7. “Sorry. I don’t have a gift for that.”
    Every believer can serve in a hundred ways, whether we are “gifted” in a particular area or not.  No one requires a specific anointing of God to share their faith or make a gift or pray a prayer or teach a class.
8. “Why don’t ‘they’ do something?”
    A friend says three groups of people can be found in every congregation. There are the consumers: “Just browsing.” There are the customers: “We come to this church because of the music program” (or children’s, missions, Bible teaching, etc). If you cancel that program, they leave. And there are the shareholders: Announce a workday and these are the ones who show up. You build a church with the shareholders, not with the other two groups, although most of the latter were one of the former previously.
9. “The elders are dictators.”
    Now, some preachers have been known to tyrannize congregations, so let’s admit that up front. There is no place for that in the household of God. However, Acts 20:28 says the Holy Spirit makes the elders the overseers of the church, and Hebrews 13:17 calls on us to submit to those who are over us in the Lord.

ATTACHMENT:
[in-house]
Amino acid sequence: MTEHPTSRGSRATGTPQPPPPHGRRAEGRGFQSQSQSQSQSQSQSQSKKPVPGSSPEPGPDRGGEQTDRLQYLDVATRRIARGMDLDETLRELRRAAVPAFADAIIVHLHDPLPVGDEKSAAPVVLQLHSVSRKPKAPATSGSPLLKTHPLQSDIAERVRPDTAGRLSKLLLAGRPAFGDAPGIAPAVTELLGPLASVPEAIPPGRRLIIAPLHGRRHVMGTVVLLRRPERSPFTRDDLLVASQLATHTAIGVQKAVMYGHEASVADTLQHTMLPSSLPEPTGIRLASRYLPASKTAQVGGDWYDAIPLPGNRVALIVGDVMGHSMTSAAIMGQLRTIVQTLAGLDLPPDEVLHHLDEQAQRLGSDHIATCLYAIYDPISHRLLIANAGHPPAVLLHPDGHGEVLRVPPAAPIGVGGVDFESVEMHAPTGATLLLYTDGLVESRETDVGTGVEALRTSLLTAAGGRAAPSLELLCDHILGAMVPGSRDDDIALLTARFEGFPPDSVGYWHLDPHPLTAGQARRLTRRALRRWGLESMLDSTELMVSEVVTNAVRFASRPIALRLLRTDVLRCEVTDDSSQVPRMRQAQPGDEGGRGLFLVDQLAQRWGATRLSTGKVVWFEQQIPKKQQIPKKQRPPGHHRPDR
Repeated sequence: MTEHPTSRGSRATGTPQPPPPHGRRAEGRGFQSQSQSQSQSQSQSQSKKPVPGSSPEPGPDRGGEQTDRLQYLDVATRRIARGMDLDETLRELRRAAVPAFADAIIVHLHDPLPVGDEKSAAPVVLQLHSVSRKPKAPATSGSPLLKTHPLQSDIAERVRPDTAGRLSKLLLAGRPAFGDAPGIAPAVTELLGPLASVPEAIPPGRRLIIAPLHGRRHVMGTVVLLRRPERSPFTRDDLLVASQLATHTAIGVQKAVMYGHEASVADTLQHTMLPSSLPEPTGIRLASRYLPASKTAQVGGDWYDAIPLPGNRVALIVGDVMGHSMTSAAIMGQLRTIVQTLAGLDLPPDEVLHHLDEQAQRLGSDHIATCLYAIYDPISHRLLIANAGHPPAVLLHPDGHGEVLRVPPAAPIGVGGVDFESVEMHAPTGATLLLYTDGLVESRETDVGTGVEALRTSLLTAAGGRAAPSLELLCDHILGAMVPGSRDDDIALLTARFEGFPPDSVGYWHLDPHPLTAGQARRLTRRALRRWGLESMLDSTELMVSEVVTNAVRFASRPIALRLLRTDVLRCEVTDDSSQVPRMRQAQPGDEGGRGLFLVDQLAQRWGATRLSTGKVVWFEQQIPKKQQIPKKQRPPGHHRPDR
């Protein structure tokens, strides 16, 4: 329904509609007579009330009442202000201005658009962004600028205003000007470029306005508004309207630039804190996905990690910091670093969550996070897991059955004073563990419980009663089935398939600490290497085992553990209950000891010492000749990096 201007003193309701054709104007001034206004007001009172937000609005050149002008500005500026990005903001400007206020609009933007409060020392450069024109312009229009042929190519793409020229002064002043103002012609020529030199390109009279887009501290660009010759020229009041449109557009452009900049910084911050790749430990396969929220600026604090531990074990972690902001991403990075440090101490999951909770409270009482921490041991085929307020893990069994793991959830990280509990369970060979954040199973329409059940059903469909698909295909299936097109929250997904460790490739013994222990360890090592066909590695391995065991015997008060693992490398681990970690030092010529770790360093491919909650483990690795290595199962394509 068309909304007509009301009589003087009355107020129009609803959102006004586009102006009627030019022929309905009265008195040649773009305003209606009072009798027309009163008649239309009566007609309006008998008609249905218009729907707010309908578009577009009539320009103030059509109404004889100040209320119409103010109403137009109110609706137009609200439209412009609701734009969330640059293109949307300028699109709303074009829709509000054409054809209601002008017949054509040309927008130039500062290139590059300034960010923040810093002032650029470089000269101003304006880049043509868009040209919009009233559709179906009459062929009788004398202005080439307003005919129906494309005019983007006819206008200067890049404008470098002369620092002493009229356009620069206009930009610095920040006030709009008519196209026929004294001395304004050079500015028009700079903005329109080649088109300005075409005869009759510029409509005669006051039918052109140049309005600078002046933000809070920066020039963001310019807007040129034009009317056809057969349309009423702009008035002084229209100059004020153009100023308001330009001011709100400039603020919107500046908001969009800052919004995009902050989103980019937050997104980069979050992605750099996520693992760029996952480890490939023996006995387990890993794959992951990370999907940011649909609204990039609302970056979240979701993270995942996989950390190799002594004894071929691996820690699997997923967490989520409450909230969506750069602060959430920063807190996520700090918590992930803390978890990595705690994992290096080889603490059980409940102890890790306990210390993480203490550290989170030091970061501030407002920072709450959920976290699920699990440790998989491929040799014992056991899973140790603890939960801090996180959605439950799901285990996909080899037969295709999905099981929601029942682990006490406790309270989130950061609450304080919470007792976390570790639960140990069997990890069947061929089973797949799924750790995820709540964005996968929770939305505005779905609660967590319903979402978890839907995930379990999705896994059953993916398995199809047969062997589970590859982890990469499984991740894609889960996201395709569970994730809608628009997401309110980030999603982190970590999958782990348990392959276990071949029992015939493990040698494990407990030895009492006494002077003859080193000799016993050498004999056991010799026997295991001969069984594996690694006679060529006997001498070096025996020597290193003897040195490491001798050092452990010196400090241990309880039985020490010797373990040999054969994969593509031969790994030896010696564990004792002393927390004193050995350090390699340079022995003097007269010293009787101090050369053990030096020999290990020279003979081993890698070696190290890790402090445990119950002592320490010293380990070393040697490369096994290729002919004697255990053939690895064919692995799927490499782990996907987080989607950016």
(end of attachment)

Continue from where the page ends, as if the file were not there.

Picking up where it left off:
10. “I don’t know what the Bible says, but I know what I believe.”
    Each believer should bring our convictions and beliefs under the Lordship of Jesus and the authority of God’s Word. If we are holding onto a doctrine or belief about which Scripture says otherwise, the spiritually mature will jettison the faulty conviction and stand on the Word. The immature and carnal will insist that being true to his own beliefs, flawed as they are, is the highest form of faithfulness.
    I suspect that one of the greatest tests of maturity and faithfulness in the Kingdom is the ability to receive correction from the Word of God, even to the point of giving up cherished beliefs and doctrines we have held dear but now see as mistaken.
    Let us bring every area of our lives under the Lordship of Jesus Christ.

- Jeff Arnette preaches for the Central Haywood church of Christ, Clyde, NC.  He may be contacted through the congregation's website:

Giving Back to Jesus

By Edd Sterchi
    The little book of Jude begins with some big reminders for Christians of all ages (both in time periods and in years). Let’s examine three from the first three verses.
    Always put Jesus first (v.1). The author of the epistle, Jude, was the half brother of Jesus Christ. And yet, rather than boasting about that, he referred to himself as, “a bondservant of Jesus Christ.” First and foremost he considered himself a servant of Jesus. We would also do well to put Jesus first place in our lives. First consideration in everything we do should be Jesus and His will. He is our Master every moment of every day.